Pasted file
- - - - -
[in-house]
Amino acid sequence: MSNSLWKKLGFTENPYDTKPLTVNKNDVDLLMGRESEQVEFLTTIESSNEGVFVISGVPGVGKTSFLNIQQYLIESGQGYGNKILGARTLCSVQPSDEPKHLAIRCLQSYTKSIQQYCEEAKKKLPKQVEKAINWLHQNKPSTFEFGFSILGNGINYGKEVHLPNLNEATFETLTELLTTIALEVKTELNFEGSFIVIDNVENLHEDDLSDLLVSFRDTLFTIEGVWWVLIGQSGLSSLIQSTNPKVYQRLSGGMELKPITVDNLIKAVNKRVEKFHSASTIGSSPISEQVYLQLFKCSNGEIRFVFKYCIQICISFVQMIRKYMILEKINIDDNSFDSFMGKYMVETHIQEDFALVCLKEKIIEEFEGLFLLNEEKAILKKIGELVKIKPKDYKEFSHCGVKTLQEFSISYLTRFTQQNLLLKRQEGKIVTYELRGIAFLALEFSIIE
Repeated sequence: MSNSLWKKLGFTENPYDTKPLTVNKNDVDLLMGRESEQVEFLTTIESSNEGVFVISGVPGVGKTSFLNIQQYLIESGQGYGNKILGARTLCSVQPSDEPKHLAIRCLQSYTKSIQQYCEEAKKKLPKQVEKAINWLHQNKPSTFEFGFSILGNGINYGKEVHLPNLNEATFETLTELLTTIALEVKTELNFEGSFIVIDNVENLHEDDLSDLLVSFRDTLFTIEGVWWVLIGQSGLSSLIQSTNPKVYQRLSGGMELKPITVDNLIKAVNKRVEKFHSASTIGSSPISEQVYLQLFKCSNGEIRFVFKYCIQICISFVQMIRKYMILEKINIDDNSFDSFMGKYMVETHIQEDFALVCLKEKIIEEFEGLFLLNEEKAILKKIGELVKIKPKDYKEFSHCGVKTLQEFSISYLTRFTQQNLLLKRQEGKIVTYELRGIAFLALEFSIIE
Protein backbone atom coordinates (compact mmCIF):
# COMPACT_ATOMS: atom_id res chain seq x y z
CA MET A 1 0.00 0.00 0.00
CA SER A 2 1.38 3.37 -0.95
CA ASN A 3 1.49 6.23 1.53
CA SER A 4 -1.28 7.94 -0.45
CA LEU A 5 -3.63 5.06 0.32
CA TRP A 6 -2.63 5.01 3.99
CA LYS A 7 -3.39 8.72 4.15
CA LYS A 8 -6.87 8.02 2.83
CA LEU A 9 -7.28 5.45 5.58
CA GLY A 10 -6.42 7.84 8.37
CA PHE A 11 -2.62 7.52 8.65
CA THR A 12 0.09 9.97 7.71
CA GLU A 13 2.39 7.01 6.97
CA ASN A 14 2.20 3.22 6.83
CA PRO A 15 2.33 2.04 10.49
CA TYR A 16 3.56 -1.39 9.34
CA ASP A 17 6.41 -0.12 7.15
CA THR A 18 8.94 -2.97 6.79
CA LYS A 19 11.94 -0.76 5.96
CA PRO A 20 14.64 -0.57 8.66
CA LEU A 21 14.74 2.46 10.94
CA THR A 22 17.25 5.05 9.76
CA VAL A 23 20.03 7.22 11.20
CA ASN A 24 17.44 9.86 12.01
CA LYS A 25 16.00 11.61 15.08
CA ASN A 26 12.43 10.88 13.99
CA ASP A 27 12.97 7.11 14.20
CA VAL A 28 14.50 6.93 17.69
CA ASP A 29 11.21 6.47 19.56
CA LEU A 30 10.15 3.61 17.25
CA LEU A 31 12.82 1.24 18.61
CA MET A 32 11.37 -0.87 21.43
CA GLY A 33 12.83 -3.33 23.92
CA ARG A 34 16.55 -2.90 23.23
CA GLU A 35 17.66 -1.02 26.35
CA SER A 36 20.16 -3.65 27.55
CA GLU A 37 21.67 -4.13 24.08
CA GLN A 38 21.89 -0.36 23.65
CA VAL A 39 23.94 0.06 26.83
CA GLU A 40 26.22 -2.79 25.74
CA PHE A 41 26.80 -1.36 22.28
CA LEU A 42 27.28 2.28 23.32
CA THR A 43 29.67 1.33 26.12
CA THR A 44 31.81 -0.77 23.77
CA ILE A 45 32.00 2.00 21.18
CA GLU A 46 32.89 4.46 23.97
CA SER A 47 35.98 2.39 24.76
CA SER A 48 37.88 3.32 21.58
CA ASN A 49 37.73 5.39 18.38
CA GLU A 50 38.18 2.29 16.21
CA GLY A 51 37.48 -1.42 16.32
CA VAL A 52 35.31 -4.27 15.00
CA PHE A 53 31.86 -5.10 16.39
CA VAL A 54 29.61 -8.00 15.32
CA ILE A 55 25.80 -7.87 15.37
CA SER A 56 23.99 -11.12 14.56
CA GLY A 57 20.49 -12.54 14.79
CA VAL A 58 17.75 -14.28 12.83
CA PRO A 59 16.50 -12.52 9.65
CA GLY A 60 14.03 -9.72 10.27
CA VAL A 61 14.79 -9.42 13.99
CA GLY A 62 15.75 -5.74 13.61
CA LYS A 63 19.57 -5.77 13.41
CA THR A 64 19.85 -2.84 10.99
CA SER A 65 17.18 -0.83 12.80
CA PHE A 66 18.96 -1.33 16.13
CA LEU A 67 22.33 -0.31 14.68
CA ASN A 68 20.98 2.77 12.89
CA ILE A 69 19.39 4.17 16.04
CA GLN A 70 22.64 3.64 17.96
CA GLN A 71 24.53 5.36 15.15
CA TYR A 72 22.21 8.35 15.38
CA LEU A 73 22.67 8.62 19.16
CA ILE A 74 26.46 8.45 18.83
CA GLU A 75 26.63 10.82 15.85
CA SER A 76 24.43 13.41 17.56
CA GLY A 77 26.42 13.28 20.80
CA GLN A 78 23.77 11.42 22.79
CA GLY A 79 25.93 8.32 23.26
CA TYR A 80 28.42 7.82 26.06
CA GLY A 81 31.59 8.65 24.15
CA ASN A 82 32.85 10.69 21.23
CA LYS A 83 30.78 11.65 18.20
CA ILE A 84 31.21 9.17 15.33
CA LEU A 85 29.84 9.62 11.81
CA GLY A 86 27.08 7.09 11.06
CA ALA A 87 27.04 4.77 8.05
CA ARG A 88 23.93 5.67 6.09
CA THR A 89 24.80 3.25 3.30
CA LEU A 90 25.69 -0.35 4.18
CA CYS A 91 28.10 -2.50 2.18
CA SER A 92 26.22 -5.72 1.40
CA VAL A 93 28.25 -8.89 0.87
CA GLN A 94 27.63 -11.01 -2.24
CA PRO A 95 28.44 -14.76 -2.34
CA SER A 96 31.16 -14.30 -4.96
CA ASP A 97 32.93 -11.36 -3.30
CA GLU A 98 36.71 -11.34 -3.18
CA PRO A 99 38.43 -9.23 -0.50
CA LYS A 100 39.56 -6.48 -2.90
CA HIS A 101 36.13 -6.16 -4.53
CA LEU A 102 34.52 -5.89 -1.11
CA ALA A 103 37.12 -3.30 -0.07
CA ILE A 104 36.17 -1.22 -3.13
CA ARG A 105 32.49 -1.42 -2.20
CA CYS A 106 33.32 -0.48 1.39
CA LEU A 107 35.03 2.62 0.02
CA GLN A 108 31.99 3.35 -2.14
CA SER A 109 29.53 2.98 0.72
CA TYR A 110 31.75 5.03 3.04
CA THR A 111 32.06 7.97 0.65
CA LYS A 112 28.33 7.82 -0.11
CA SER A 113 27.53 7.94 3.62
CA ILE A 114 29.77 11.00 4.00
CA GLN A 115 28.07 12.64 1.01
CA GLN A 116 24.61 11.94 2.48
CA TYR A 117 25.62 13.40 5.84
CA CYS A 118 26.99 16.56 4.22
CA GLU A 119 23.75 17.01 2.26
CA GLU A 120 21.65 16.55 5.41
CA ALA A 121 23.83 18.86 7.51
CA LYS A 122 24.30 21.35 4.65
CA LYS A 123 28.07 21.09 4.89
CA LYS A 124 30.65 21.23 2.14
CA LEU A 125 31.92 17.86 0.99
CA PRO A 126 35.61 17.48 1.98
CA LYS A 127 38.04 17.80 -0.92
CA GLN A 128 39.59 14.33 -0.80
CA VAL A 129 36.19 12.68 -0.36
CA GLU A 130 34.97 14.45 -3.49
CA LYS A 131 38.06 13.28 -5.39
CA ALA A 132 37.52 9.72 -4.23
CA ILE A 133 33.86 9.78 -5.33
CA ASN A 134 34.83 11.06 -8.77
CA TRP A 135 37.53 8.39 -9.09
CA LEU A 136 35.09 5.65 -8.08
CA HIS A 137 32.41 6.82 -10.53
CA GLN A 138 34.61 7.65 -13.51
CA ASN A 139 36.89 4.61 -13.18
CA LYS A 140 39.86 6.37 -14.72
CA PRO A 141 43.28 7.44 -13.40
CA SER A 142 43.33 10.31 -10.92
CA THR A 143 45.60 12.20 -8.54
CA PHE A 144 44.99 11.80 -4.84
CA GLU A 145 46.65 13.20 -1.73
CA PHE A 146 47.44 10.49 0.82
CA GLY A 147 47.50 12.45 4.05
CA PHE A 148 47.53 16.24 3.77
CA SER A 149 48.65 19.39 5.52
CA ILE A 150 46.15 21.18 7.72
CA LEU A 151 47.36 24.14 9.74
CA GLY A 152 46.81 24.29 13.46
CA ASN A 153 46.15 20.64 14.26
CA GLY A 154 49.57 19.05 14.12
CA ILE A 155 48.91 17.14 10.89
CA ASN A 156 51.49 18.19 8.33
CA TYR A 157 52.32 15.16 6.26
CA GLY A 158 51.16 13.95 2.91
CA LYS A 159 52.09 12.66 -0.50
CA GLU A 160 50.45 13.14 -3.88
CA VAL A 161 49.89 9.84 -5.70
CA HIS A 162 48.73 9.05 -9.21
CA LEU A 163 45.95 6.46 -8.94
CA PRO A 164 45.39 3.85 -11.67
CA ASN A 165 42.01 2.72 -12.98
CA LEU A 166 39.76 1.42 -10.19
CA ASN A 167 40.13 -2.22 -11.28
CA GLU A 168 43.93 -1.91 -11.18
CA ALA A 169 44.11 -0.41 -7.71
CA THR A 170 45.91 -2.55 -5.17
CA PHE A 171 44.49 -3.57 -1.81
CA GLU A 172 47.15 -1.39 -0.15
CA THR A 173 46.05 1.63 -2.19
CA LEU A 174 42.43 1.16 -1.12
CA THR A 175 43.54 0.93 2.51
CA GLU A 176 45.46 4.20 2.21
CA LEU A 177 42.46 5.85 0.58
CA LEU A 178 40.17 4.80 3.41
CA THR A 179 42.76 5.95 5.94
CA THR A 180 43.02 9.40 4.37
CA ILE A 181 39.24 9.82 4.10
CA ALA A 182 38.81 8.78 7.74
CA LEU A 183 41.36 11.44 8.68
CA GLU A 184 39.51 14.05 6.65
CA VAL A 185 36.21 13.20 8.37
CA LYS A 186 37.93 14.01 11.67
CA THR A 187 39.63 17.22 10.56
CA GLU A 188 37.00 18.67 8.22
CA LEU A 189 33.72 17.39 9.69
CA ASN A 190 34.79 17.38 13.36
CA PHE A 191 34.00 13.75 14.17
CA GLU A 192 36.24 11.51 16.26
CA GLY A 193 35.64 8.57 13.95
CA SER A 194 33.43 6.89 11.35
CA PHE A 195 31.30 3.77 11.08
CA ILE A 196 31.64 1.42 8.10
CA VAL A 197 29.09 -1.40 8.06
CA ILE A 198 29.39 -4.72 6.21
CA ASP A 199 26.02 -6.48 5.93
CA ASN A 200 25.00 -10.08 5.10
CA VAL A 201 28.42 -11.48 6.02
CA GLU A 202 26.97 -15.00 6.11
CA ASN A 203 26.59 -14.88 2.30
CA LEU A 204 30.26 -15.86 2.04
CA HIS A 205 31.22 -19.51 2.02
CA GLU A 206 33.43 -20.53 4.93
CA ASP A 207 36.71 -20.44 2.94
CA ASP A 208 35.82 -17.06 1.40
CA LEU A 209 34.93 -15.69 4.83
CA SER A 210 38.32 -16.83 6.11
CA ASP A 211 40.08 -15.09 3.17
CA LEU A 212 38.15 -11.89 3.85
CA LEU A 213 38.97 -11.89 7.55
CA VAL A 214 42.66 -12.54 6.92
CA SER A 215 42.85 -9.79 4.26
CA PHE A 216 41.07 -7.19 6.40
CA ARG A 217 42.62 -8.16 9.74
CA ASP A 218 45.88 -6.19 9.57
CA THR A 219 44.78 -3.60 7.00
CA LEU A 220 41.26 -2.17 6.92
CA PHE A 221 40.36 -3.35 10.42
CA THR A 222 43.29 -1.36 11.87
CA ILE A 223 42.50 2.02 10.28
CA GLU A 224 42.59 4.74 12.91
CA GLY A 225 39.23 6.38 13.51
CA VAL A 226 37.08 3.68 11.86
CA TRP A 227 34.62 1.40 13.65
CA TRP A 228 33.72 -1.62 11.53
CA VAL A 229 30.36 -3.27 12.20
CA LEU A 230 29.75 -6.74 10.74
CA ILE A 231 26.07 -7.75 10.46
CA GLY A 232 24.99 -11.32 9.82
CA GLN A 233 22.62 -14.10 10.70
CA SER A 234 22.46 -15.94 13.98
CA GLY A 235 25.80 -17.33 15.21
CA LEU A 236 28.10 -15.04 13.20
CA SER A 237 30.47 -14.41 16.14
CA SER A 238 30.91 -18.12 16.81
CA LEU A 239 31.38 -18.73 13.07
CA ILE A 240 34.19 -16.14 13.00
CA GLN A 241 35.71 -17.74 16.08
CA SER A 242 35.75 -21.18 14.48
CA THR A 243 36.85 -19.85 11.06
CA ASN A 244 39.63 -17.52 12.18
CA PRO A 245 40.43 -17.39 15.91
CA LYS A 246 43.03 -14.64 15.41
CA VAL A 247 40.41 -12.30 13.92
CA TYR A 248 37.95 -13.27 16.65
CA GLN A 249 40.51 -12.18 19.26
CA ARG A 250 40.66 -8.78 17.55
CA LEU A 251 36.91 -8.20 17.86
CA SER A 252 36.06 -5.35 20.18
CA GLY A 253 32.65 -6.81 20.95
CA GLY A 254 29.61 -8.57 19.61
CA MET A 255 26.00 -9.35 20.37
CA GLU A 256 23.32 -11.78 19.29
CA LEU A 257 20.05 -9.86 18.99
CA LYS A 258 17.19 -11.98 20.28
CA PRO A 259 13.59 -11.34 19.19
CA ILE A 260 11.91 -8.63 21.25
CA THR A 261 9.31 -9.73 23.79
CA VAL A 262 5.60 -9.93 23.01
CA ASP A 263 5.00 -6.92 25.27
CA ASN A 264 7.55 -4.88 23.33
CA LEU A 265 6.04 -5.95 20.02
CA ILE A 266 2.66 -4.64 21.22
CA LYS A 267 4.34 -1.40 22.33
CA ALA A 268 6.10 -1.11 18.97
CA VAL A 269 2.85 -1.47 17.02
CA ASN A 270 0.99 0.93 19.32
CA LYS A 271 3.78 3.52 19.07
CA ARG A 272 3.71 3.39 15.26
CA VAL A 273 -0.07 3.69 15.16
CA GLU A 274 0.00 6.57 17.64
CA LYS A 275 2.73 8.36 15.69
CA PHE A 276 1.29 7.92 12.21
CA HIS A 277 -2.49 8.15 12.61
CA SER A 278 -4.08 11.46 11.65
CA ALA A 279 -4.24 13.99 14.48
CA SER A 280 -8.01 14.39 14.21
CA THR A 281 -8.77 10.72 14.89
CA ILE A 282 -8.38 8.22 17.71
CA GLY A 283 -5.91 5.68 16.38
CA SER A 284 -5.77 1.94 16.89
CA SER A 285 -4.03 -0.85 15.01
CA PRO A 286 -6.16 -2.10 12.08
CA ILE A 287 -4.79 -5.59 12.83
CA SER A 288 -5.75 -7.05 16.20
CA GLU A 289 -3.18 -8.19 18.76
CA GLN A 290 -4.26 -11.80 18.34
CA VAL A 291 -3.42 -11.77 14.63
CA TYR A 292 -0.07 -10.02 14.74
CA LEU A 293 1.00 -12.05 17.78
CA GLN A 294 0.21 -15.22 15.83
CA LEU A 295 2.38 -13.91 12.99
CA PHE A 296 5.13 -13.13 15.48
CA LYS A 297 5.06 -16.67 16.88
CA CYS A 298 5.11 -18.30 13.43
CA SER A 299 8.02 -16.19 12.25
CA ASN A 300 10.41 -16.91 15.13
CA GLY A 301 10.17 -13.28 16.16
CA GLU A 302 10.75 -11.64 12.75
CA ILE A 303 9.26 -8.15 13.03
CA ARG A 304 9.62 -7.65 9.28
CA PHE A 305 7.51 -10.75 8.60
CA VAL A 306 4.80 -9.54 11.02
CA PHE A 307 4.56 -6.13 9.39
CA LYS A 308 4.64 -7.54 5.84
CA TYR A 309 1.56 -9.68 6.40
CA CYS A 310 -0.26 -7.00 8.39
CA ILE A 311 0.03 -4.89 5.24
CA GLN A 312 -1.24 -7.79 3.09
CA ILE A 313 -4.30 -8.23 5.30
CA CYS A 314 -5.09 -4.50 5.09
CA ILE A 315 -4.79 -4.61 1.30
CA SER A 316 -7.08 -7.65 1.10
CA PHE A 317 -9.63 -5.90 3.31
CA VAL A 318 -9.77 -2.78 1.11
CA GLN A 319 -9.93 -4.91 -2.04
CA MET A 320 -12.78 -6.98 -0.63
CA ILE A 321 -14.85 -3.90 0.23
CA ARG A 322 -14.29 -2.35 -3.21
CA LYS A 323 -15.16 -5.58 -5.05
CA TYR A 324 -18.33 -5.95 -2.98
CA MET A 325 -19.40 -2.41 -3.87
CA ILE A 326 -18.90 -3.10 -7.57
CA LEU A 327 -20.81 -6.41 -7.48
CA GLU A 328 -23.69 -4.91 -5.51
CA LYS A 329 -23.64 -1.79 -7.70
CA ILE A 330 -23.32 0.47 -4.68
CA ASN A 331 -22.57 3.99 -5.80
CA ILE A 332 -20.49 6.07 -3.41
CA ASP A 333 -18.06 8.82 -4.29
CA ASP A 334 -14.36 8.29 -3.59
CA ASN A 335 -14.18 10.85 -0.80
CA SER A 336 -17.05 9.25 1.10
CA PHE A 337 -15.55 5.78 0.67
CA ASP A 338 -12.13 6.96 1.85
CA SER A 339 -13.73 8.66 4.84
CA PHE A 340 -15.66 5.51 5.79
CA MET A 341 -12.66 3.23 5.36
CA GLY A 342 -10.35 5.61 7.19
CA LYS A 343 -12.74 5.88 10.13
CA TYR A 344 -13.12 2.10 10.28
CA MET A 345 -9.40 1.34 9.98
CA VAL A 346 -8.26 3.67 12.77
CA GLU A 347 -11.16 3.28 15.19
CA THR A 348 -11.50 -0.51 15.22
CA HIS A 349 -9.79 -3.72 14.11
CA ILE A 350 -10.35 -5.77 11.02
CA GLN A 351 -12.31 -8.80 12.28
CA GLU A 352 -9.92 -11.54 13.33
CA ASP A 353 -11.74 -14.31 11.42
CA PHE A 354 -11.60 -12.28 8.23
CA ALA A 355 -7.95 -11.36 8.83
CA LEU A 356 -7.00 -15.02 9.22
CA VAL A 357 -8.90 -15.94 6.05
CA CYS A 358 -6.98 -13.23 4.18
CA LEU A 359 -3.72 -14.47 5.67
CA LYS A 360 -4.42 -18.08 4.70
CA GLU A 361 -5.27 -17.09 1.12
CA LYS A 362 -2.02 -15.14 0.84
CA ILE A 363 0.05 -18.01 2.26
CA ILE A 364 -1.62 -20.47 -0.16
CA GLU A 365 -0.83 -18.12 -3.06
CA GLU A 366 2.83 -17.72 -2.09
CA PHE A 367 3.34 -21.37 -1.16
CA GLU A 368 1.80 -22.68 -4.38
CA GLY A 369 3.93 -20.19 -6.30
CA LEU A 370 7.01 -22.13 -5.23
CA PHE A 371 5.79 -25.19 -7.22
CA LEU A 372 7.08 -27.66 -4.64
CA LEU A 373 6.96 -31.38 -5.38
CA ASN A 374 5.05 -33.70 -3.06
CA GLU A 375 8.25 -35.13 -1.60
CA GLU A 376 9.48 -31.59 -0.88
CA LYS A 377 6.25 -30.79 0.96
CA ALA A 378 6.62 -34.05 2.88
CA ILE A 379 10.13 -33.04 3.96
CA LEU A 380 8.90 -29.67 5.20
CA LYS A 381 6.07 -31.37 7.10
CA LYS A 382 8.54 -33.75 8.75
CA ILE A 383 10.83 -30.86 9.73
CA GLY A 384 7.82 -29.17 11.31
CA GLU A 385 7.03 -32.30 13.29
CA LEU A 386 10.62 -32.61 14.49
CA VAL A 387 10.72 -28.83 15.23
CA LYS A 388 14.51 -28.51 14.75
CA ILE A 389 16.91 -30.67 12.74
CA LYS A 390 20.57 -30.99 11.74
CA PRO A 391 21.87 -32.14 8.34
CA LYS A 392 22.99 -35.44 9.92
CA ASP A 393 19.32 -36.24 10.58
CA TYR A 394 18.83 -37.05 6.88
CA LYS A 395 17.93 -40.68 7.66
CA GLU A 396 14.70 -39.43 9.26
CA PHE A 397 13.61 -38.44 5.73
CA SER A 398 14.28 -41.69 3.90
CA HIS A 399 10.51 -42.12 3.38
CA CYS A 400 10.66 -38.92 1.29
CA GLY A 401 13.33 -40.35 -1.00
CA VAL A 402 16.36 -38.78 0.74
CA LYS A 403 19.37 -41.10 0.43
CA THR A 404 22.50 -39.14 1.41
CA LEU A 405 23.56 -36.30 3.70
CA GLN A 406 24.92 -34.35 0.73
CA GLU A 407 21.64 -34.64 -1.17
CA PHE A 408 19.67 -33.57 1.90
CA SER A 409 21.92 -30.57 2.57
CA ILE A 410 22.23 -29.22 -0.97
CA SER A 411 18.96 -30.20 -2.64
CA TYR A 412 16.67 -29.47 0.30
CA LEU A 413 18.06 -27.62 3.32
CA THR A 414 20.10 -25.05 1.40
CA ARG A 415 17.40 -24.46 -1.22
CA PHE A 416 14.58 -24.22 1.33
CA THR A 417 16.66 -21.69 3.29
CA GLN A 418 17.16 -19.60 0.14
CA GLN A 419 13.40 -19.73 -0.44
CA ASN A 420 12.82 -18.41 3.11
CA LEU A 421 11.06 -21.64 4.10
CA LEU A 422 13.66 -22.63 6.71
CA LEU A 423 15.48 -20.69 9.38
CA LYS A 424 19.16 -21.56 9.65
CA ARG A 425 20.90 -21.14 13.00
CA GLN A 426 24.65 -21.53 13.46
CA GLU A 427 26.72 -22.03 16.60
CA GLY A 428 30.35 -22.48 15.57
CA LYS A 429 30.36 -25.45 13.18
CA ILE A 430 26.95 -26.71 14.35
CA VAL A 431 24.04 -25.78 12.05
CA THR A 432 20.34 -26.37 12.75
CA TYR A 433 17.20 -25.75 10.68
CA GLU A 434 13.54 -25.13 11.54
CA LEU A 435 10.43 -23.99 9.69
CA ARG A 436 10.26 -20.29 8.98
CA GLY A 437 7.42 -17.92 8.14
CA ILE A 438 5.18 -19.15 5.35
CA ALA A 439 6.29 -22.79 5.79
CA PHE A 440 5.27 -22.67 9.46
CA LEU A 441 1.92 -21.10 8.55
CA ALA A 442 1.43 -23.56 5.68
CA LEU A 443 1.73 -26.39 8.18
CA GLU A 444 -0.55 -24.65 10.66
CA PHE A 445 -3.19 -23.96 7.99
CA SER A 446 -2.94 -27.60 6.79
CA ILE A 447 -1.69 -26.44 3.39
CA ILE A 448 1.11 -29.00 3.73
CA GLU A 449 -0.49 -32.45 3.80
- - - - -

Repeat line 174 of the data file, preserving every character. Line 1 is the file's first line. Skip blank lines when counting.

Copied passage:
CA ALA A 169 44.11 -0.41 -7.71